Format

Send to

Choose Destination
Dis Model Mech. 2016 Sep 1;9(9):927-39. doi: 10.1242/dmm.026823. Epub 2016 Aug 4.

A human pluripotent stem cell model of catecholaminergic polymorphic ventricular tachycardia recapitulates patient-specific drug responses.

Author information

1
Division of Pediatric Cardiology, Department of Pediatrics, Emory University School of Medicine and Children's Healthcare of Atlanta, Atlanta, GA 30322, USA Wallace H. Coulter Department of Biomedical Engineering, Georgia Institute of Technology and Emory University, Atlanta, GA 30322, USA.
2
Division of Pediatric Cardiology, Department of Pediatrics, Emory University School of Medicine and Children's Healthcare of Atlanta, Atlanta, GA 30322, USA.
3
Wallace H. Coulter Department of Biomedical Engineering, Georgia Institute of Technology and Emory University, Atlanta, GA 30322, USA Department of Cell Biology, Emory University School of Medicine, Atlanta, GA 30322, USA Laboratory of Translational Cell Biology, Emory University School of Medicine, Atlanta, GA 30322, USA.
4
Department of Cell Biology, Emory University School of Medicine, Atlanta, GA 30322, USA Laboratory of Translational Cell Biology, Emory University School of Medicine, Atlanta, GA 30322, USA.
5
Department of Neurology, Emory University School of Medicine, Atlanta, GA 30322, USA.
6
Division of Pediatric Cardiology, Department of Pediatrics, Emory University School of Medicine and Children's Healthcare of Atlanta, Atlanta, GA 30322, USA Wallace H. Coulter Department of Biomedical Engineering, Georgia Institute of Technology and Emory University, Atlanta, GA 30322, USA chunhui.xu@emory.edu.

Abstract

Although β-blockers can be used to eliminate stress-induced ventricular arrhythmias in patients with catecholaminergic polymorphic ventricular tachycardia (CPVT), this treatment is unsuccessful in ∼25% of cases. Induced pluripotent stem cell-derived cardiomyocytes (iPSC-CMs) generated from these patients have potential for use in investigating the phenomenon, but it remains unknown whether they can recapitulate patient-specific drug responses to β-blockers. This study assessed whether the inadequacy of β-blocker therapy in an individual can be observed in vitro using patient-derived CPVT iPSC-CMs. An individual with CPVT harboring a novel mutation in the type 2 cardiac ryanodine receptor (RyR2) was identified whose persistent ventricular arrhythmias during β-blockade with nadolol were abolished during flecainide treatment. iPSC-CMs generated from this patient and two control individuals expressed comparable levels of excitation-contraction genes, but assessment of the sarcoplasmic reticulum Ca(2+) leak and load relationship revealed intracellular Ca(2+) homeostasis was altered in the CPVT iPSC-CMs. β-adrenergic stimulation potentiated spontaneous Ca(2+) waves and unduly frequent, large and prolonged Ca(2+) sparks in CPVT compared with control iPSC-CMs, validating the disease phenotype. Pursuant to the patient's in vivo responses, nadolol treatment during β-adrenergic stimulation achieved negligible reduction of Ca(2+) wave frequency and failed to rescue Ca(2+) spark defects in CPVT iPSC-CMs. In contrast, flecainide reduced both frequency and amplitude of Ca(2+) waves and restored the frequency, width and duration of Ca(2+) sparks to baseline levels. By recapitulating the improved response of an individual with CPVT to flecainide compared with β-blocker therapy in vitro, these data provide new evidence that iPSC-CMs can capture basic components of patient-specific drug responses.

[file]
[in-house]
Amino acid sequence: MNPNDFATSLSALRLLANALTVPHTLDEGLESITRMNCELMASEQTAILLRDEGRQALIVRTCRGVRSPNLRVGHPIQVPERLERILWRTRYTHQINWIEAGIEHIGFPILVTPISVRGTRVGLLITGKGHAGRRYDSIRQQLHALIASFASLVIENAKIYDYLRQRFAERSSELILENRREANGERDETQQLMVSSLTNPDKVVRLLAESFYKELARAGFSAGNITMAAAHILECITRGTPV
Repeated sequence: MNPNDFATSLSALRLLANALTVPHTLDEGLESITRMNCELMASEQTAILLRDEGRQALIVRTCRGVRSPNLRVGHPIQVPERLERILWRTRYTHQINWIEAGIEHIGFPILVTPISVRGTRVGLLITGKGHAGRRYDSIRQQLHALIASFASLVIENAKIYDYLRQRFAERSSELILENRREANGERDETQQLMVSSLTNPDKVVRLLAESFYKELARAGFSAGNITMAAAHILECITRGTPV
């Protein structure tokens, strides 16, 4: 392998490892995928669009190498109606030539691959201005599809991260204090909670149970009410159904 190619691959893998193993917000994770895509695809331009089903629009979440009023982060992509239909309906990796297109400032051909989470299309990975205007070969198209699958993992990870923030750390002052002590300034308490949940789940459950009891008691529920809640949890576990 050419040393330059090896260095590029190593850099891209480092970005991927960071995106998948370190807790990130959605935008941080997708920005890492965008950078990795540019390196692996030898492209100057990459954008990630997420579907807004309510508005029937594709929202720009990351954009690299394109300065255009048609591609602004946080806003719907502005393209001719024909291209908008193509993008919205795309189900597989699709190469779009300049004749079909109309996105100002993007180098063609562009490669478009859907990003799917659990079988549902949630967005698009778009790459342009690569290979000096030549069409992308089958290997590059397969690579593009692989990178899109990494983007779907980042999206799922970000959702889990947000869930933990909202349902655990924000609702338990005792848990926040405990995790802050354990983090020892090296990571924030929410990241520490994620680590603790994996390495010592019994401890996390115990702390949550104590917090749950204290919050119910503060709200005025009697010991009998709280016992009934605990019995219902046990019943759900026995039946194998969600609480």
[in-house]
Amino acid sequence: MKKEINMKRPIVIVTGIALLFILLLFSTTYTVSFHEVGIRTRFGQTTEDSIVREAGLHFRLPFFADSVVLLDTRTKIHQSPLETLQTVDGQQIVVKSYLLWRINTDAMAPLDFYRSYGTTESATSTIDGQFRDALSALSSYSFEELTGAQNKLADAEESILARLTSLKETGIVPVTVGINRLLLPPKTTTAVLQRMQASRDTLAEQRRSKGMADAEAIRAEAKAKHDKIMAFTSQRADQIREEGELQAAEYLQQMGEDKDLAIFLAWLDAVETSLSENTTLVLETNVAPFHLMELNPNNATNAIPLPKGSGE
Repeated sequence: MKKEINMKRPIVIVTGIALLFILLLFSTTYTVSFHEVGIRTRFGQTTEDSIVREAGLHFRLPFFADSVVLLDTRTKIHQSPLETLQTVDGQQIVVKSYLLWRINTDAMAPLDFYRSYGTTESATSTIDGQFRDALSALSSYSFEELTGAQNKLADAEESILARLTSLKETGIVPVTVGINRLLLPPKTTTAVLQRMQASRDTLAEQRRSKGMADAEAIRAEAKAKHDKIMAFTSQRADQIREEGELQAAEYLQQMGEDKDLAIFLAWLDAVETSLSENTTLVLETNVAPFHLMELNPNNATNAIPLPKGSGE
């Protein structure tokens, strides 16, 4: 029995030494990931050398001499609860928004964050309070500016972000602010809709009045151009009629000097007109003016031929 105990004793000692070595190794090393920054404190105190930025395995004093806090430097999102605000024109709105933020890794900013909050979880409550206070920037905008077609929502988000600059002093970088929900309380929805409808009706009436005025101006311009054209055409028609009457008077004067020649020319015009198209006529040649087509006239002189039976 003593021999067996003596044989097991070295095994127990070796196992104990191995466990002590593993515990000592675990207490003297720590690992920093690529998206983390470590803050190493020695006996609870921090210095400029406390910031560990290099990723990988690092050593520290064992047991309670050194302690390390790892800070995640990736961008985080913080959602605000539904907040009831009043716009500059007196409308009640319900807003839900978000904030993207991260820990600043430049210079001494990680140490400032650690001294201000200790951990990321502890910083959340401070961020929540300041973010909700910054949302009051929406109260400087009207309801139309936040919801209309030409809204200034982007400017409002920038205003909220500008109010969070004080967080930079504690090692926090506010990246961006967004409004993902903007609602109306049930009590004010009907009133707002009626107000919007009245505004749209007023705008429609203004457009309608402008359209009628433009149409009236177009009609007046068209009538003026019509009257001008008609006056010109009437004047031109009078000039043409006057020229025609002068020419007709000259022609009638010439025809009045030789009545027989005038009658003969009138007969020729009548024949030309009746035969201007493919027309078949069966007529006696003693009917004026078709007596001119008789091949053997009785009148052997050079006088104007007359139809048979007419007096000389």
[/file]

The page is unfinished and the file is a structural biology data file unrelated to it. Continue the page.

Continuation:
KEYWORDS:

Arrhythmia models; CPVT; Ca2+ handling; Cardiomyocytes; iPSCs

PMID:
27491078
PMCID:
PMC5047684
DOI:
10.1242/dmm.026823
[Indexed for MEDLINE]
Free PMC Article

Conflict of interest statement

The authors declare no competing or financial interests.

Supplemental Content

Full text links

Icon for HighWire Icon for PubMed Central
Loading ...
Support Center